North Putnam schools to harvest sunshine
The upcoming school year may provide a change of scenery for students of North Putnam High School.
In fact, if they haven't noticed already, each school within the corporation has been receiving crucial updates in anticipation of the masses that will soon begin pouring through its doors.
The addition most likely to be noticed -- a solar panel "farm" located on the roof of North Putnam High School, as well as a five to seven-acre installation on the grounds.
Dan Noel, superintendent of the North Putnam School Corporation, as well as Chief Operating Officer Bob McKinney and Project Development and Account Manager Andy Cooper of Johnson-Melloh, took the time Friday to explain to the Banner Graphic what all this will mean, and how it will impact the students.
Noel said the entire process of renovating North Putnam schools actually began more than a year ago.
"We had some problems in our schools with the air conditioning and air quality -- and everything," Noel said. "Our board, at that point, interviewed around seven companies . . . about what they can do with the buildings through a program called Debt Service.
"They are about $2 million projects," Noel continued. "Johnson-Melloh won the vote and became our contractor. You can say it's energy, you can say it's renovation -- but basically, it's energy. We [then] did a $2 million renovation of Roachdale Elementary."
Johnson-Melloh is a "vertically integrated design, engineer, build and service firm with a wide variety of facility maintenance and retrofit capabilities." The company is partnering with Noel and North Putnam schools to introduce a brand new way to generate revenue and cut utility costs over the next 25 years.
With limited revenue options available, Noel said besides overall student population and grants, generating money for the school can be difficult. However, with the installment of a solar-panel farm, students will be able to enjoy better conditions at each of their respective schools, which include a newly-pitched roof, carpeting and ventilation systems.
Initially seeking wind turbines as a way to reduce utility costs, McKinney and Cooper suggested solar panels because they have "immediate payback," whereas wind turbines generate electricity intended directly for utility companies' use.
Furthermore, solar panels fall within the guidelines of Zero Metering and Zero Net laws in Indiana, in which the school can build a type of credit with the utility companies. In short, the more energy they produce throughout peak-times of the year (typically in April, May, September and October), the more energy credit they will receive in the cold months when the sun is not as high in the sky.
So far, the agreement has worked well, Noel said. In fact, the project hasn't gone unnoticed. From Terre Haute, where Noel gave a recent speech, to Indianapolis and beyond, Noel has been approached by multiple schools who want to see what they can do about starting a similar program.
In addition, Noel and the people at Johnson-Melloh say that, due to ever-evolving technology, solar panels and otherwise renewable energy will be crucial in the coming decades as the world's population booms and non-renewable energy sources deplete.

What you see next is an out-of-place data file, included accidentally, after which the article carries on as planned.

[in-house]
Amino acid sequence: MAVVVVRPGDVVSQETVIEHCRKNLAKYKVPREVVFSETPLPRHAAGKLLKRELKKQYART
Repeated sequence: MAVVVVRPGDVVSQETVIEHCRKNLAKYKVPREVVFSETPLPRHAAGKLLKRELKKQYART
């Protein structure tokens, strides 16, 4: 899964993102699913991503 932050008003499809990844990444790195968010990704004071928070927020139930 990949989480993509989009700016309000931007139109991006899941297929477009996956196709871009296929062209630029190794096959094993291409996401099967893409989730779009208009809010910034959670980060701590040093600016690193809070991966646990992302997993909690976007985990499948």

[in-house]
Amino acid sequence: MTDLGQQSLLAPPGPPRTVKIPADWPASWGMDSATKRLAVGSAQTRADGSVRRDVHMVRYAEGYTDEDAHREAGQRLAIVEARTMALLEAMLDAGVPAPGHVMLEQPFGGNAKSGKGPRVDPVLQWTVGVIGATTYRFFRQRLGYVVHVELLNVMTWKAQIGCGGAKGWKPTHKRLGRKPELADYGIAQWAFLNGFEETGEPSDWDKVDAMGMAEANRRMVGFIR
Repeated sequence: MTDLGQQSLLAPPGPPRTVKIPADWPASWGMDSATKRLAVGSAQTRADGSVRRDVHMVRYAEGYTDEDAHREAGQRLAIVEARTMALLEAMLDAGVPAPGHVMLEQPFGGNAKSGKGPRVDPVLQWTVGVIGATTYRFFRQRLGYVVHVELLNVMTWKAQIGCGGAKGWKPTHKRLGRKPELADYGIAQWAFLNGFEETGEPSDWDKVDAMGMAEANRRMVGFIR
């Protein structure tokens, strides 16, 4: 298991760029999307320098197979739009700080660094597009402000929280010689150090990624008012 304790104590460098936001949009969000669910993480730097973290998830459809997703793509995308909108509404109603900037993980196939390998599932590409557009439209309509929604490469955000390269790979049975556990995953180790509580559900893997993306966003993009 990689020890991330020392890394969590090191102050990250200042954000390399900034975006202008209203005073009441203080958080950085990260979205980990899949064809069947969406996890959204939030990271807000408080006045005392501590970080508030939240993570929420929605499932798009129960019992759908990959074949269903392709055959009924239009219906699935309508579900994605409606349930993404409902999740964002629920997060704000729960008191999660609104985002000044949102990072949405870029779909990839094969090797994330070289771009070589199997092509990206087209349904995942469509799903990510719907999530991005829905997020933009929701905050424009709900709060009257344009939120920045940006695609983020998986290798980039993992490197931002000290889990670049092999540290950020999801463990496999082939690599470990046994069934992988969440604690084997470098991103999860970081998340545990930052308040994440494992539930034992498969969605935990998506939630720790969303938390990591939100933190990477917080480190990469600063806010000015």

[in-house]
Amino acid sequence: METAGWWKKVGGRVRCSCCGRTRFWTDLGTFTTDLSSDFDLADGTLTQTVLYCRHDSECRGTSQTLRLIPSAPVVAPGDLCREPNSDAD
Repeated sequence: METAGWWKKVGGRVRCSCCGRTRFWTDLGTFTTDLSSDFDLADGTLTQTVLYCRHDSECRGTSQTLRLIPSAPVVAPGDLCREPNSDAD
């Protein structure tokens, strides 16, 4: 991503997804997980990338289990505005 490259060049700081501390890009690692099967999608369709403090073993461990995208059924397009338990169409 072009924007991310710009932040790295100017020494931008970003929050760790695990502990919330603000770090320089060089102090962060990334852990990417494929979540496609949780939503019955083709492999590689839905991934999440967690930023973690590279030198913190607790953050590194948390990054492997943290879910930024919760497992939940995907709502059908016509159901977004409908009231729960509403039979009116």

The implementation and education of such advancements for our youth, Cooper said, is paramount.
"We're trying to bring all of those avenues back to North Putnam, and in turn that will bring kids back to the school," Cooper said, citing that, due to aging facilities, families have sought enrollment at other schools.
"It's also about giving our current students the best facilities possible," Noel added. "We want people to say 'wow, these facilities at North Put, they have the latest and greatest of all this technology.'"
Relationships and trust, the trio said, are what makes our economy run. In fact, Johnson-Melloh believes in this principle so much that they literally hosted a cookout upon completion of Roachdale Elementary's renovations. That, Noel said, is something you can't find just around the corner.
Thanks to these relationships, many things are possible, ranging from the ability to offer competitive wages to school staff to saving money in the long-haul.
The 1.6MW direct-current solar farm will take less than four months to construct and will reduce the school's carbon-footprint.
Net energy expenditure savings to the school will be in the range of $2.9 million over the span of 25 years.
Although the life-expectancy of such farms are about 25 years, Johnson-Melloh expects to see no more than a drop of 20 percent efficiency at that time.
The program will stabilize the corporation's utility budget by only requiring a fixed-rate for power for 20 years, then all power produced thereafter is free.
Prevents approximately two million pounds of carbon dioxide emissions, nearly the same as removing 4,400 cars from the road, or the same as planting 5,600 acres of three canopy.
Could power the equivalent of approximately 150 homes.
Some other interesting statistics concerning solar farms and renewable energy include:
From 2004 to 2014, nearly 200,000 jobs have been created nation-wide.
87 percent of all electricity generated in Indiana still comes from coal or natural gas-reliant refining plants.
Though this plan may seem ready to begin, Noel and the school board want to make the best decision possible. Therefore, although six board meetings have already been held, another will take place soon to present the final projections for adoption.
Education, savings, relationships and trust are crucial, Noel said, and the benefits to the students this year at each of North Putnam's facilities will undoubtedly be the envy of the entire region.
To learn more about this project, or if you have any questions, contact Superintendent Dan Noel and the North Putnam School Corporation at 765-522-6218 or nputnam.k12.in.us, or visit johnsonmelloh.com.